Author(s): Joyce HS You [*] aff1
atrial fibrillation; cost-effectiveness analysis; CYP2C9; direct oral anticoagulant; genotype-guided therapy; VKORC1; warfarin
Warfarin is the most commonly prescribed oral anticoagulant in the USA and its anticoagulation effect is measured by international normalized ratio (INR). Warfarin therapy with good INR control, indicated by time-in-therapeutic range (TTR) of 75% or above, is associated with lower bleeding and thromboembolic event rates [1 ]. Warfarin dosage requirement is subjected to wide variability [2 ]. A number of factors have been identified to influence the warfarin dosage, including age, body weight, comorbidities, concurrent medications, dietary intake, patient compliance level and genetic factors [3,4 ]. Genetic variations of CYP2C9 and VKORC1 are highly associated with the change in metabolism of warfarin and receptor sensitivity to warfarin, respectively [3 ]. The polymorphisms CYP2C9 and VKORC1 genes, patient age, body weight and the use of amiodarone together explain over 50% of warfarin dose variation [4,5 ]. Recently, a number of multicenter randomized trials evaluating the effect of genotype-guided warfarin dosing on TTR showed diverging results (TTR ranged from 45 to 71%), possibly explained by the difference in ethnical diversity of subjects (and therefore frequencies of polymorphisms of CYP2C9 and VKORC1 ) between studies [6-8 ].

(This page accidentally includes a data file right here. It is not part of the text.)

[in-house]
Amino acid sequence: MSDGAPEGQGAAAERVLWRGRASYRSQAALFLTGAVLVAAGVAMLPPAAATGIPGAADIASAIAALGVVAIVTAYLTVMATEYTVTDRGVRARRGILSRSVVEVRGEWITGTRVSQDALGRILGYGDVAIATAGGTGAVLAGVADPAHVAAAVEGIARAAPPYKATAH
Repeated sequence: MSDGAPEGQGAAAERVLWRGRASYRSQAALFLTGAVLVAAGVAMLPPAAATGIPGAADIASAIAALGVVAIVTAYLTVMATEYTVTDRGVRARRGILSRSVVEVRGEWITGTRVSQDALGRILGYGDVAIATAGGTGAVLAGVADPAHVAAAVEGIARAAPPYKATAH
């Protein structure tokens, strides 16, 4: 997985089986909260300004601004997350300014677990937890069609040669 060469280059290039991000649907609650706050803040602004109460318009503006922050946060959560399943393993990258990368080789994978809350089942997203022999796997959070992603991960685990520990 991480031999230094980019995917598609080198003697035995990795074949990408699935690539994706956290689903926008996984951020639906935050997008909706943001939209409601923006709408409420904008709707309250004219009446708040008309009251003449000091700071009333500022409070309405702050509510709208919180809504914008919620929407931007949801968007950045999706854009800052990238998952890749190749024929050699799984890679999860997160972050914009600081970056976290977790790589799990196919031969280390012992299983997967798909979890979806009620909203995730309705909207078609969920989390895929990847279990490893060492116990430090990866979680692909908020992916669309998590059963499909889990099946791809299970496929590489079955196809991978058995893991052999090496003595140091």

Direct oral anticoagulants (DOACs), including direct thrombin inhibitor (dabigatran) and direct factor Xa inhibitors (rivaroxaban and apixaban), are either associated with lower rates of stroke and systemic embolism, or noninferior to warfarin for stroke prevention in AF patients [9-11 ]. Risk of DOACs for major bleeding was similar to warfarin therapy [ 12 ]. Multiple cost-effectiveness analyses found DOACs to be more costly and effective when comparing to standard warfarin therapy with average TTR of 60% or genotype-guided warfarin dosing [13-15 ], and the incremental cost per additional quality-adjusted life-year (QALY) gained (ICER) by DOACs was lower than the willingness-to-pay (WTP) threshold. Majority of the health economic studies used USD50,000 per additional QALY gain as the WTP threshold. Despite DOAC therapy fulfilled the cost-effective threshold in health economic research, the high drug cost of DOAC is nevertheless a heavy economic burden for many healthcare systems and patients in clinical settings.
Besides personalization of warfarin dosing, another potential application of the CYP2C9 and VKORC1 genotype data is to guide the use of DOAC and warfarin for balancing the higher clinical benefit of universal use of DOAC and lower cost of universal use of warfarin. Patients with normal warfarin sensitivity as indicated by CYP2C9 and VKORC1 genotypes could receive warfarin, whereas patients with high or low warfarin sensitivity could receive a DOAC. A prior cost-effectiveness analysis found genotype-guided selection of oral anticoagulant therapy to be highly cost-effective comparing to universal warfarin therapy [16 ]. In this analysis, the potential clinical and economic outcomes of genotype-guided use of DOAC versus universal DOAC therapy for stroke prevention in AF patients were compared from the perspective of US healthcare payers.
A life-long Markov model (Figure 1) was used to simulate the outcomes of two anticoagulation treatment strategies in a hypothetical cohort of 65-year-old newly...